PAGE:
2nd Update: DES MOINES, Iowa – SF 523, a bill that increases penalties for the nonconsensual death or serious injury of an unborn person, stalled out in the Iowa House Judiciary Committee without receiving a vote.
It is likely to be picked back up in the House next year. The primary issue with the bill was that of timing, not the content of the legislation according to State Rep. Steven Holt, R-Denison, who chairs the House Judiciary Committee.
“There’s 19 other states that use the term ‘unborn child,’ so I don’t think we should have an issue about that. Without having the time to properly vet this legislation and all the ins and outs regarding the legislation, we just didn’t have time to do our due diligence to advance it,” Holt told The Iowa Standard.
Update (4/2/19): DES MOINES, Iowa – SF 523 passed in the Iowa Senate last week advanced in the Iowa House on Monday.
A House subcommittee recommended the bill’s passage by a 2 to 1 vote. State Reps. Dustin Hite, R-New Sharon, and Steven Holt, R-Denison, voted in favor of the bill. State Rep. Beth Wessel-Kroeschell, D-Ames, voted against it.
Pro-abortion opponents of the bill are concerned about the personhood language that was added by amendment before the bill’s passage in the Iowa Senate say it is sary.
Those in favor of the bill state that unborn babies deserve the same justice as babies receive outside of the womb.
The bill must report out of the House Judiciary Committee by Friday to survive the second funnel deadline.
(Original 3/27/19) On Tuesday afternoon, the Iowa Senate passed SF 523, a bill that increases the penalties for the nonconsensual death of or serious injury of an unborn person, by a 30 to 18 party-line vote. All Republicans present voted for the bill while every Democrat opposed it.
An amendment by State Sen. Jake Chapman, R-Adel, to the original bill adds personhood language in the Iowa Code in the instances when an unborn child is killed or seriously injured without the knowledge or consent of the mother replacing “human pregnancy” with “unborn person,” as well as, replaces “termination” with “death.”
Chapman was the floor manager for the bill.
Regarding the addition of the personhood language, Chapman said, “I think it is important that we call it what it is.”
“It recognizes that it is a person in the womb and as such should have rights and, in particular, I want to address one concern – this does not relate to abortion,” he stated.
“Those of you who have been here awhile know how strongly I feel on the issue of life when it comes to abortion. This bill, however, does not address that. This is nonconsensual; this is against a mother’s will; this is situations where people are committing crimes taking the life of an innocent baby and as such should receive proper punishment,” Chapman added.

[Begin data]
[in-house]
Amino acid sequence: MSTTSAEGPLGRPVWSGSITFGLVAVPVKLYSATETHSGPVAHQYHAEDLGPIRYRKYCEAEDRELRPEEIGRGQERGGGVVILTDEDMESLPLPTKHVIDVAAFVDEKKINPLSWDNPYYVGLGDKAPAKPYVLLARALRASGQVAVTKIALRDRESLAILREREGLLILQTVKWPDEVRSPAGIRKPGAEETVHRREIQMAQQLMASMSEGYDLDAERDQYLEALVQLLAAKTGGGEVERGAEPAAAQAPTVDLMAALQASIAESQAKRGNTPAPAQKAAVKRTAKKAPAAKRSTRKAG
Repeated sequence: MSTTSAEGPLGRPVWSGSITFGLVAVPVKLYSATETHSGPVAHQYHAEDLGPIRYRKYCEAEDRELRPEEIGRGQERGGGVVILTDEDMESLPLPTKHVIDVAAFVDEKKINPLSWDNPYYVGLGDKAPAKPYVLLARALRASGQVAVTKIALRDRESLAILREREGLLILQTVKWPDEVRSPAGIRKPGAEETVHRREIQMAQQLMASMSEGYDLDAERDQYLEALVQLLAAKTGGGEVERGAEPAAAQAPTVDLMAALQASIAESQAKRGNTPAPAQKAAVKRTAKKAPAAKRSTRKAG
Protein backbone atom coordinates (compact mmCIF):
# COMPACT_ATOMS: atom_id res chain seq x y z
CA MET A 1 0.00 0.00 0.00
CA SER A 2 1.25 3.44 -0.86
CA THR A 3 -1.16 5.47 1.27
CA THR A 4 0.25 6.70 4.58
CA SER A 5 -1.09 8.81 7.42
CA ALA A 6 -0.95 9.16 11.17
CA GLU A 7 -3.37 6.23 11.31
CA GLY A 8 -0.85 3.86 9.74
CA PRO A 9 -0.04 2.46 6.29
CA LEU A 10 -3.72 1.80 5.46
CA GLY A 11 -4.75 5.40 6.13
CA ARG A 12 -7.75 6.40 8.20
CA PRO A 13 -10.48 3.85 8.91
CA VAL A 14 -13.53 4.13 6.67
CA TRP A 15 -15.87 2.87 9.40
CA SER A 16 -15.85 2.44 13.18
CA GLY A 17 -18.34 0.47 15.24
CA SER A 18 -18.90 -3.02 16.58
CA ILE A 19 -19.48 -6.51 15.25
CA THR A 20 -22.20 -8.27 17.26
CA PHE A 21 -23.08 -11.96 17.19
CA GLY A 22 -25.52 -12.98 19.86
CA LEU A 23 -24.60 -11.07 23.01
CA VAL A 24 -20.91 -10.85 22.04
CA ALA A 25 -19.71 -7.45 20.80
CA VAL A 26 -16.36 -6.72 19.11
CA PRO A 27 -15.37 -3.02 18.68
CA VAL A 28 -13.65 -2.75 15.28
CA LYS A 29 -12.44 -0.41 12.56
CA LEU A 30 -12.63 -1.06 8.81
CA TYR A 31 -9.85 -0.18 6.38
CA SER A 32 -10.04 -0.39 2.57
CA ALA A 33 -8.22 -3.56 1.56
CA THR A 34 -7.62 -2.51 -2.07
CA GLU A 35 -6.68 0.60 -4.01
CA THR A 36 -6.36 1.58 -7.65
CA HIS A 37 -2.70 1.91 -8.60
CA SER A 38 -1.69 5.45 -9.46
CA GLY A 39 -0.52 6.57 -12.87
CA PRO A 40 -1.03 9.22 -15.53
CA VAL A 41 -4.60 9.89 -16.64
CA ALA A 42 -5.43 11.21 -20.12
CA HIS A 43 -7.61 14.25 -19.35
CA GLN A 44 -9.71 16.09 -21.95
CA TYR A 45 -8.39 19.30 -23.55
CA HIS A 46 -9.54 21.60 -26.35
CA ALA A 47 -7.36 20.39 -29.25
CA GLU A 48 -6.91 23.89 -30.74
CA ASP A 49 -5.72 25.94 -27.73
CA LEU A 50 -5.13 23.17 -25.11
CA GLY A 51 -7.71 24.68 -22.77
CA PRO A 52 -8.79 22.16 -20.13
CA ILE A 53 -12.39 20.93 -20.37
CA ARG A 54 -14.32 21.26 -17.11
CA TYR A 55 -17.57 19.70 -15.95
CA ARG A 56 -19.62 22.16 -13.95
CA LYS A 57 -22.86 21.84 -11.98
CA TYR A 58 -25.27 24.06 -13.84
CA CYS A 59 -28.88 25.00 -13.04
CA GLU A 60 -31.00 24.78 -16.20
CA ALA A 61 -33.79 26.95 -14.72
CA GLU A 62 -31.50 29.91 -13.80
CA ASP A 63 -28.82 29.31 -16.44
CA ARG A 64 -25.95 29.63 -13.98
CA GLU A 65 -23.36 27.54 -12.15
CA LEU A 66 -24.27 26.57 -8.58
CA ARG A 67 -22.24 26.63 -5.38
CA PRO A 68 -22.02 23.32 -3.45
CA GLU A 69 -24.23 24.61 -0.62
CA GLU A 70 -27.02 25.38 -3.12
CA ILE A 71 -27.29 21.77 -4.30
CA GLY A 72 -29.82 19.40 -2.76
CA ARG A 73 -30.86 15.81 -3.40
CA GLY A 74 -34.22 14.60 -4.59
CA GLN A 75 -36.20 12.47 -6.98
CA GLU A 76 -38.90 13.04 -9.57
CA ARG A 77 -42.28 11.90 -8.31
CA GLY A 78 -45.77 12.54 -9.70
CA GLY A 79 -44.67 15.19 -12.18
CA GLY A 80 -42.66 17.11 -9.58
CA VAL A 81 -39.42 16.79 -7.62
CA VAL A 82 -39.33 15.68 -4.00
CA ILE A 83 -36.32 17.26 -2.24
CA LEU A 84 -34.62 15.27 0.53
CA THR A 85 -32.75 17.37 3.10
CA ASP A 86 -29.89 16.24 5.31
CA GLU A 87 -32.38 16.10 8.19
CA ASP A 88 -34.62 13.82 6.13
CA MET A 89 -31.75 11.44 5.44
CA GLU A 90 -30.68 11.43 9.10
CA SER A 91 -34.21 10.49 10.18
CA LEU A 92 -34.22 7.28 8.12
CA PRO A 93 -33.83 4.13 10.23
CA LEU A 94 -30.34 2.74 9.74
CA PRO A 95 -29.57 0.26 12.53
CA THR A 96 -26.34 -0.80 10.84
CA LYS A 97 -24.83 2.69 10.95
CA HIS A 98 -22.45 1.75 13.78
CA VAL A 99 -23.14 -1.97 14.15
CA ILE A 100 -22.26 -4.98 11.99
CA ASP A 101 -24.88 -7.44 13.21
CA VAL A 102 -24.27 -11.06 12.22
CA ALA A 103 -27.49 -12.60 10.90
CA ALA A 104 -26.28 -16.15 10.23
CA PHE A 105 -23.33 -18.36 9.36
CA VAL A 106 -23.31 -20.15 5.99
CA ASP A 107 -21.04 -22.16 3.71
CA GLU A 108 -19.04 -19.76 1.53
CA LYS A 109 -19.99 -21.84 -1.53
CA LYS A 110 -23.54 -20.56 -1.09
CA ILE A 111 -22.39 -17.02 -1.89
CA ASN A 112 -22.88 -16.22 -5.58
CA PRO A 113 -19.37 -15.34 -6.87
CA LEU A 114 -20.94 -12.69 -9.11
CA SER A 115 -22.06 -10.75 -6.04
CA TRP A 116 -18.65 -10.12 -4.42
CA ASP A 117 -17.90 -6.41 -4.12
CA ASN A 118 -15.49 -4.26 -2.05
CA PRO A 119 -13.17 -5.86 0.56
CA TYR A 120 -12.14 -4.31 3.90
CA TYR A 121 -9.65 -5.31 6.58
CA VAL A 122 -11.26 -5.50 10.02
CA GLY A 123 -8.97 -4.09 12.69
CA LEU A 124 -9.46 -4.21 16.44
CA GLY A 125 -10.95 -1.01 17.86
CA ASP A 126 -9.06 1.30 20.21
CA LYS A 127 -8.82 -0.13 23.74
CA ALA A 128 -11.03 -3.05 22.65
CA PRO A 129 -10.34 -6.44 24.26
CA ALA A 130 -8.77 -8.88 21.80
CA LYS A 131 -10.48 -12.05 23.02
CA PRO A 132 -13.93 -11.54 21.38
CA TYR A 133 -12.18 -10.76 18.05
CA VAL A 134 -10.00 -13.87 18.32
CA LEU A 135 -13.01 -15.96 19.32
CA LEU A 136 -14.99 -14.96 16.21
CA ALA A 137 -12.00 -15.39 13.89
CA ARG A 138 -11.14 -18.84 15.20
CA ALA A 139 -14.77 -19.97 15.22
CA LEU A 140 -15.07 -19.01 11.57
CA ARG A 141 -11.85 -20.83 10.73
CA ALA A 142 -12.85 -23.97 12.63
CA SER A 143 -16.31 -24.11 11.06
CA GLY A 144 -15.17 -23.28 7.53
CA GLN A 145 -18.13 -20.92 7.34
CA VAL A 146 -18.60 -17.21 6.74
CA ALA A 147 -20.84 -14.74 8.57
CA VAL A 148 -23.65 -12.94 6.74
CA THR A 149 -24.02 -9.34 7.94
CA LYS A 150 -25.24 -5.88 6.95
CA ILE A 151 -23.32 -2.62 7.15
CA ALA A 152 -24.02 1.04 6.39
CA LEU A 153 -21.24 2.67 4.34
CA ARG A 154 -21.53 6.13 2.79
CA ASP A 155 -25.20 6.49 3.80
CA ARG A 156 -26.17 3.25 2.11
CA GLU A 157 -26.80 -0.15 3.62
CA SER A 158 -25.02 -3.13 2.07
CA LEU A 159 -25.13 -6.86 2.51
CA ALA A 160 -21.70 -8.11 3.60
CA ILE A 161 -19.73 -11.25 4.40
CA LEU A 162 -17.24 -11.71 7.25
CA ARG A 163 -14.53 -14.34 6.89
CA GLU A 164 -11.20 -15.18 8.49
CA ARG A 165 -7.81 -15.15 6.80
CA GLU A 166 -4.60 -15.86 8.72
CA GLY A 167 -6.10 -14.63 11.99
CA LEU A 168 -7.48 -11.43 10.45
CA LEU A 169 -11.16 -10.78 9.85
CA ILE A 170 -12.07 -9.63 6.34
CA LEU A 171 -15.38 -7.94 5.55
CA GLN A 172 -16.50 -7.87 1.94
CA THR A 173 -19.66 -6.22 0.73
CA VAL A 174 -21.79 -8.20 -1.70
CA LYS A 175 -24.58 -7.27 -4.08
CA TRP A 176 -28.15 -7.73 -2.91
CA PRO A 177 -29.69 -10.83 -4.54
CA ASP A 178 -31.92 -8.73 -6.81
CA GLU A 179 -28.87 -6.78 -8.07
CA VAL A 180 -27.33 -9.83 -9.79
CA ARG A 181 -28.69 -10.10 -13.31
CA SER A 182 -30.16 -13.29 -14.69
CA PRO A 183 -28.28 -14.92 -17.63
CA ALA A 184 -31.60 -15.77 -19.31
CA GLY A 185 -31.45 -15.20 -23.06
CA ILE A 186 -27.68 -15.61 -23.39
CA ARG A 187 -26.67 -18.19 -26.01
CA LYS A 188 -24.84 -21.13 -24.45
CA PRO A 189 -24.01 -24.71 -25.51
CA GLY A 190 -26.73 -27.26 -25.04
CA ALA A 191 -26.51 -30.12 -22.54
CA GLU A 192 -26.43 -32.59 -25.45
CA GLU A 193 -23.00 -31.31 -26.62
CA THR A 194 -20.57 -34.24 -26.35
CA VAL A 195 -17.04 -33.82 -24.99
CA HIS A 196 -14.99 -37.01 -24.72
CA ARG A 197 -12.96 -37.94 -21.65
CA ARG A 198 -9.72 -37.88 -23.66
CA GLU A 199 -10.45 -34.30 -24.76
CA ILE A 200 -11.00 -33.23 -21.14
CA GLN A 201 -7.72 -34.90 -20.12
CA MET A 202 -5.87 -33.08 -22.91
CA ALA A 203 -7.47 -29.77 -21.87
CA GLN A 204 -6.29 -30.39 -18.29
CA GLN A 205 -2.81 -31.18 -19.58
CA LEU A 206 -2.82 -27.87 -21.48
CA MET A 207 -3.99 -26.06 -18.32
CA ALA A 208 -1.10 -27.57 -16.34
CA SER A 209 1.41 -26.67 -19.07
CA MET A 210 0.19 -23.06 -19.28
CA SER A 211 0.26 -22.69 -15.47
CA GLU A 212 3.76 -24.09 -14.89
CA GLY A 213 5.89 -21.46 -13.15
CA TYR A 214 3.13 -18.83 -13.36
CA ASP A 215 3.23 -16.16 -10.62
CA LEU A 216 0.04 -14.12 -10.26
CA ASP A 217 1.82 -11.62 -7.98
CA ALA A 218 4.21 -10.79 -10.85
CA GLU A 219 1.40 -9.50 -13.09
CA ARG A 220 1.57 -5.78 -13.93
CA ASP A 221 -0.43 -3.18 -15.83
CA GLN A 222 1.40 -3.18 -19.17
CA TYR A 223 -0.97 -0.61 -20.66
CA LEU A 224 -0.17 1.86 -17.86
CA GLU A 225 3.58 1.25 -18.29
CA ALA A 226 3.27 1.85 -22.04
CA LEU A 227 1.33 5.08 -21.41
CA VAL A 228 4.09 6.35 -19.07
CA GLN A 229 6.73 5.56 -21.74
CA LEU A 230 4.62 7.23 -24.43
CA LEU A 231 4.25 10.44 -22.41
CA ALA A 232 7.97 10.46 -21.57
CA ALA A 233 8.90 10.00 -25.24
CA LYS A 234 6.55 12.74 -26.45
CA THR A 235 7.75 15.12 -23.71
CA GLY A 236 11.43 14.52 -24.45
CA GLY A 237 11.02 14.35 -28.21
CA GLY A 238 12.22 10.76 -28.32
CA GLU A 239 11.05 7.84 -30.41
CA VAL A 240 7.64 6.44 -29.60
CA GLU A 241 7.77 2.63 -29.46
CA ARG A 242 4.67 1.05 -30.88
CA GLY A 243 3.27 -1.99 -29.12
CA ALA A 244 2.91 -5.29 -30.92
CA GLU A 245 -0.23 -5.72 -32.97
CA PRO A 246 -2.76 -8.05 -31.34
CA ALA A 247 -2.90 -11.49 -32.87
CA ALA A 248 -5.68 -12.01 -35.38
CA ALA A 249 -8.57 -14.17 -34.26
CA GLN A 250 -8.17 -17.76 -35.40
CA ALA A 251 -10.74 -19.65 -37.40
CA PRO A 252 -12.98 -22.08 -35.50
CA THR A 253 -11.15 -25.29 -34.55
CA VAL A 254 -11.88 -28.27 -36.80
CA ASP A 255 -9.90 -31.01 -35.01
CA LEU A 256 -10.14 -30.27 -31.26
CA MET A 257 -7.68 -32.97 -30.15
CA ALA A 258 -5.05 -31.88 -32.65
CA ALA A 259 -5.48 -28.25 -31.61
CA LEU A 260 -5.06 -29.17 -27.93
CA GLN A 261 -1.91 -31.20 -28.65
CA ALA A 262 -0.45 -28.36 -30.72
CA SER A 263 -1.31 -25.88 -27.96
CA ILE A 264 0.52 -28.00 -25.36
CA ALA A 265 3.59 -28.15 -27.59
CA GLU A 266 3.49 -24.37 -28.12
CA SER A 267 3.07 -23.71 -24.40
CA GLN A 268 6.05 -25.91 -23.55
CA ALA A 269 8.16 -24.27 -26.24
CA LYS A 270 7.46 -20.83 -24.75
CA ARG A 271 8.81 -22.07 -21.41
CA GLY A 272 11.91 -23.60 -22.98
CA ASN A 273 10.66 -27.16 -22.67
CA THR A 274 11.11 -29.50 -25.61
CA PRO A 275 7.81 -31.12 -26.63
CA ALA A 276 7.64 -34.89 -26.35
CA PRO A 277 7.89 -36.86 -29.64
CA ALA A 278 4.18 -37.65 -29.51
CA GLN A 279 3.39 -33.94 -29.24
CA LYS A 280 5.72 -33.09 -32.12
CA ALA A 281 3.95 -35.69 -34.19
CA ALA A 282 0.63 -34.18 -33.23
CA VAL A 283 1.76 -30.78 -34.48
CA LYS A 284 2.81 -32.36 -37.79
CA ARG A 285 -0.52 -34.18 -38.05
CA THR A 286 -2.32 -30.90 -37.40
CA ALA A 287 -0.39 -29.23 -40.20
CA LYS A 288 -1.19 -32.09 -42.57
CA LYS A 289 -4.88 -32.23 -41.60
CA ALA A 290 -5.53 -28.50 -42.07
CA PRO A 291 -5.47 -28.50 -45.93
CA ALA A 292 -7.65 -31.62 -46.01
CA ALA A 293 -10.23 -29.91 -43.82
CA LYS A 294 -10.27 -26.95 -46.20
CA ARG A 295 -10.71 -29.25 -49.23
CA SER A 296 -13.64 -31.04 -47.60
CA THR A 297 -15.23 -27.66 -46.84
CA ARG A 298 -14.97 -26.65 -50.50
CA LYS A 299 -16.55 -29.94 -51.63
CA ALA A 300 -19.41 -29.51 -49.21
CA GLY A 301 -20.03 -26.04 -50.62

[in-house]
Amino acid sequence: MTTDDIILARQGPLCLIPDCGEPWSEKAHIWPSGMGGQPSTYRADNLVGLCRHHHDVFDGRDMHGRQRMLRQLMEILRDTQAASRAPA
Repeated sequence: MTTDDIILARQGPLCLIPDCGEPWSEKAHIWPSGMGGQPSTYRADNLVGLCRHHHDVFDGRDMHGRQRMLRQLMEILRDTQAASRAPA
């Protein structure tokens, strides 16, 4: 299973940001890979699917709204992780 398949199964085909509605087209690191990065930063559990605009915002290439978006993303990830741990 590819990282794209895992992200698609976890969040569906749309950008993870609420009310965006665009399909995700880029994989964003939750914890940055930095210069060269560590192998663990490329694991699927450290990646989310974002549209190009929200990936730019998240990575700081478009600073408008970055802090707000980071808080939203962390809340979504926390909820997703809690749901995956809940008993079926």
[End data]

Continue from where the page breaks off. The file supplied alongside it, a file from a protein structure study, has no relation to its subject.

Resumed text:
Senate Minority Leader Janet Petersen, D-Des Moines, who unsuccessfully attempted to have the amendment declared non-germane to the bill spoke in opposition to the change.
“I believe this amendment is not germane to the bill because essentially what the Chapman amendment does is turns this legislation into a personhood bill which is quite extreme and unconstitutional,” she argued.
Petersen said the bill calls into question things like families attempting to start a family through in-vitro fertilization.
“There are no safeguards in this legislation that would protect common forms of family planning including IUDs and birth control pills,” Petersen stated.
“This bill could also open the doors to investigating all pregnancy loss coming after women at some of the hardest moments of their life after losing a baby to miscarriage and stillbirth,” she added.
“I think it is important to recognize that a crime triggers this penalty,” Chapman responded.
“I take exception to (the argument) that this would deal with IVF at all,” he added.
The legislation provides penalties are based on the intent and circumstances. Those who cause the death of an unborn baby in the process of a forcible felony, the commission of a felony, or felonious assault are guilty of a class A felony which carries a life sentence.
Those who intentionally causes the death of an unborn baby or who unintentionally causes the death of an unborn baby because they drove while intoxicated is guilty of a class B felony which is punishable up to 25 years in prison.
Those who force the consent of mother to get an abortion through force or intimidation is guilty of a class C felony which is punishable up to 10 years in prison.
Those who cause the death of an unborn person through drag racing is guilty of a class D felony which is punishable up to five years in prison and a fine of $750 to $7500.
Those who unintentionally causes the death of an unborn baby without the voluntary consent or knowledge of the mother by the commission of an act in a manner likely to cause the death of or serious injury to an unborn baby is guilty of an aggravated misdemeanor which is punishable up to 2 years in prison and a fine of $625 to $6250.
Those who intentionally cause the serious injury of an unborn child through actions likely to cause the death of or serious injury to a baby, or who seriously injure an unborn baby driving while intoxicated is also guilty of an aggravated misdemeanor.
Those who unintentionally cause a serious injury to an unborn baby through actions that are likely to cause the death of or serious injury to an unborn baby is guilty of a serious misdemeanor which is punishable up to one year in jail and a fine between $315 and $1875.
The bill heads to the Iowa House.